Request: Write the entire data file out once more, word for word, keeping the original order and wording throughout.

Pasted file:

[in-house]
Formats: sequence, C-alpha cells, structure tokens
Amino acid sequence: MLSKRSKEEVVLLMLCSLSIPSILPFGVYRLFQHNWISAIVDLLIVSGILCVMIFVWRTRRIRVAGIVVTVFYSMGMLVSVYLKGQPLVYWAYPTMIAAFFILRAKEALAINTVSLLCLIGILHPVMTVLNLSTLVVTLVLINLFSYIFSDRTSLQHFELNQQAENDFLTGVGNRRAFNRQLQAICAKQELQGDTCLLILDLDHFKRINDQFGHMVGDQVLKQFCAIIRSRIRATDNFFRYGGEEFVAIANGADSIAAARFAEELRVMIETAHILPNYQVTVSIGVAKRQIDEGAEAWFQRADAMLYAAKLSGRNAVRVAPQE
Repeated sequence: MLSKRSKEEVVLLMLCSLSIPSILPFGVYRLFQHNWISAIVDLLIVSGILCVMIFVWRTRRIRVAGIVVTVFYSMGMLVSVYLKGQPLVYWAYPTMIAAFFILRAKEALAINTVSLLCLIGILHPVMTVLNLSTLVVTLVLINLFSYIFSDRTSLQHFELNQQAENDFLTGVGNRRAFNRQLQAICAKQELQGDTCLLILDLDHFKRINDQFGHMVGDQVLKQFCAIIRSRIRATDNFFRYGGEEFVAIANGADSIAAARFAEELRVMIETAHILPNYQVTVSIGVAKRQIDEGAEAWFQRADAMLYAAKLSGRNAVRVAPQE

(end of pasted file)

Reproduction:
[in-house]
Formats: sequence, C-alpha cells, structure tokens
Amino acid sequence: MLSKRSKEEVVLLMLCSLSIPSILPFGVYRLFQHNWISAIVDLLIVSGILCVMIFVWRTRRIRVAGIVVTVFYSMGMLVSVYLKGQPLVYWAYPTMIAAFFILRAKEALAINTVSLLCLIGILHPVMTVLNLSTLVVTLVLINLFSYIFSDRTSLQHFELNQQAENDFLTGVGNRRAFNRQLQAICAKQELQGDTCLLILDLDHFKRINDQFGHMVGDQVLKQFCAIIRSRIRATDNFFRYGGEEFVAIANGADSIAAARFAEELRVMIETAHILPNYQVTVSIGVAKRQIDEGAEAWFQRADAMLYAAKLSGRNAVRVAPQE
Repeated sequence: MLSKRSKEEVVLLMLCSLSIPSILPFGVYRLFQHNWISAIVDLLIVSGILCVMIFVWRTRRIRVAGIVVTVFYSMGMLVSVYLKGQPLVYWAYPTMIAAFFILRAKEALAINTVSLLCLIGILHPVMTVLNLSTLVVTLVLINLFSYIFSDRTSLQHFELNQQAENDFLTGVGNRRAFNRQLQAICAKQELQGDTCLLILDLDHFKRINDQFGHMVGDQVLKQFCAIIRSRIRATDNFFRYGGEEFVAIANGADSIAAARFAEELRVMIETAHILPNYQVTVSIGVAKRQIDEGAEAWFQRADAMLYAAKLSGRNAVRVAPQE